Pryor Inquires: Weighing in on the Nike controversy

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Nike ad of Colin Kaepernick. Photo courtesy of the New York Post.

By Richard Pryor III
Executive Staff

At the Associated Collegiate Press conference in Dallas last year, I heard legendary Dallas sportscaster Dale Hansen speak on his career in the media world. Hansen is best known for occasionally monologuing on the intersection of social issues and sports in a segment named “Unplugged,” most famously when Michael Sam came out as gay in 2014, which landed Hansen in the pages of People, Daily News (New York) and on the hot seat at the The Ellen DeGeneres Show.

Partially because I want to give my readers some time to get questions in, but also because we’re in the middle of a national argument on social issues and sports, I want to take a page out of Mr. Hansen’s book today.

An old acquaintance of mine from middle school posted a news article from “Politifeed” on Facebook this week in response to the Colin Kaepernick drama. The article is about how a Christian recording artist, Lauren Daigle, sang “God Bless America” at a baseball game and how everyone stood and put their hand over their hearts as the flag flew high, commenting how it “put every kneeling NFL player to shame.”

Another acquaintance commented, “Thank you for admitting to your racism. Now we know. Don’t get mad at Nike, get mad at the police brutality.” And an argument was launched from there. But the rest of it isn’t important.

How can people not see why Colin Kaepernick is kneeling? He’s not doing it because he doesn’t like the President or the military, or whatever contrived excuse racists pull out of their asses this week. Kaepernick, when he first knelt for the anthem, told ESPN that the main reason was that “there are a lot of things that are going on that are unjust. [And there are things that] people aren’t being held accountable for.”

Our country systematically oppresses African-Americans and you’re upset because he’s “disrespecting the military”? The military that Nate Boyer, the NFL player who advised Kaepernick to kneel instead of sit and supports Kaepernick’s protest, served in? The military that is sworn to “support and defend the Constitution of the United States against all enemies, foreign and domestic,” which includes a right to peaceful assembly and protest?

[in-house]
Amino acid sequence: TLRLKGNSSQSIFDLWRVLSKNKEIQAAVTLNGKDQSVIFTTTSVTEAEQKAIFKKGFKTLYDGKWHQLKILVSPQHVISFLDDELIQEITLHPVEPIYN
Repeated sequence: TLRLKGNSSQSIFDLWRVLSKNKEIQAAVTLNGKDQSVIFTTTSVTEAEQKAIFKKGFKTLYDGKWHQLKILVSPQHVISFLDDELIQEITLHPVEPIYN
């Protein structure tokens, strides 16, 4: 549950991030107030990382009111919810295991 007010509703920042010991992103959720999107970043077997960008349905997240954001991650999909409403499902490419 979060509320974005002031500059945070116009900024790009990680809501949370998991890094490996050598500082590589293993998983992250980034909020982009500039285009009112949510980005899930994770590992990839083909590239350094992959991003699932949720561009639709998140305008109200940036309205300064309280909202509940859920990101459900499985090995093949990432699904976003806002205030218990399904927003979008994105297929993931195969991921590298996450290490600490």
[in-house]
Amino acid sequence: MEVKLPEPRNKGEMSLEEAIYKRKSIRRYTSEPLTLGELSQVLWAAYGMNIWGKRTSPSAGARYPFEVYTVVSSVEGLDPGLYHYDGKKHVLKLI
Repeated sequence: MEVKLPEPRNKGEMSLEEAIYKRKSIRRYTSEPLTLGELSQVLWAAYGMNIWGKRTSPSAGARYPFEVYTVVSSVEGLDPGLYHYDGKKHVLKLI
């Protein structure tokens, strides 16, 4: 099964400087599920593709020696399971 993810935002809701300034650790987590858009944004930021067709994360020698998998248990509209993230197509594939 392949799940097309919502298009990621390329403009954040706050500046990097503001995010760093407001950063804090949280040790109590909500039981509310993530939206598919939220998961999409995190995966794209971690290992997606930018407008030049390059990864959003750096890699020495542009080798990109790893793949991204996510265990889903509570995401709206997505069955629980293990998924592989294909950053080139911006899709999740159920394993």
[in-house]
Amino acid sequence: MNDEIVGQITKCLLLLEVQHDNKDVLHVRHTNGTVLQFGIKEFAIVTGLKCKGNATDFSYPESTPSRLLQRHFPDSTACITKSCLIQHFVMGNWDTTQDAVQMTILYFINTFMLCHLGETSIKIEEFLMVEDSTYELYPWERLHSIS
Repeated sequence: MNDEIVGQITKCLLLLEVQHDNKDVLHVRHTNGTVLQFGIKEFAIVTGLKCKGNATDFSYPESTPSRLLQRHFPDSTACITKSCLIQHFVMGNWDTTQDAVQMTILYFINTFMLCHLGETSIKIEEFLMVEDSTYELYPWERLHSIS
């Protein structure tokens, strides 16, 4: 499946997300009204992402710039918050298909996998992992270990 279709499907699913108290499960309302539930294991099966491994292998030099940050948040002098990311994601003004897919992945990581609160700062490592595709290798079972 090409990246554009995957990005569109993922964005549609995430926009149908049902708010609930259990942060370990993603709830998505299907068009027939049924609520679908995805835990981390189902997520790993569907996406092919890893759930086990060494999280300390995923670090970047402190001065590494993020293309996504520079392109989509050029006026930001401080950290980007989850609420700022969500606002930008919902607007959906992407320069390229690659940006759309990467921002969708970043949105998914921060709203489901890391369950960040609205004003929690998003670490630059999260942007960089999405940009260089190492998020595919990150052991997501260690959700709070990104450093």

You’re upset that he’s “politicizing the NFL”? In the last 15 years, we’ve seen both paid patriotism and Pat Tillman bear on the league. If those weren’t political, what is?

When you complain about Colin Kaepernick, you’re not complaining about “disrespecting the military” or “politicizing the NFL,” you’re complaining about black people. You’re complaining about black people that are upset about the way this nation has treated them over its history. You are, whether consciously or unconsciously, supporting a system of oppression that has existed for the entire history of this country.

Nike’s problem isn’t that they’re supporting Kaepernick, it’s that they’re profiting from this protest. The NFL’s problem isn’t that their players are “disrespecting the troops,” it’s that no owner or GM has the balls to sign Kaepernick and make their largely redneck conservative fan base insanely pissed. And finally, if you’re upset about players kneeling for the National Anthem, your actual problem is simple: you’re a racist.

One comment

  1. Feel better now? This is one of the most idiotic things I’ve ever read. It is clear you created this from the shallowest of talking points and have no clear idea at all about the real history of race relations in the United States.

    Your reach for relevance just comes across as the whining of a possibly bright, eager middle schooler, a less irritating David Hogg.

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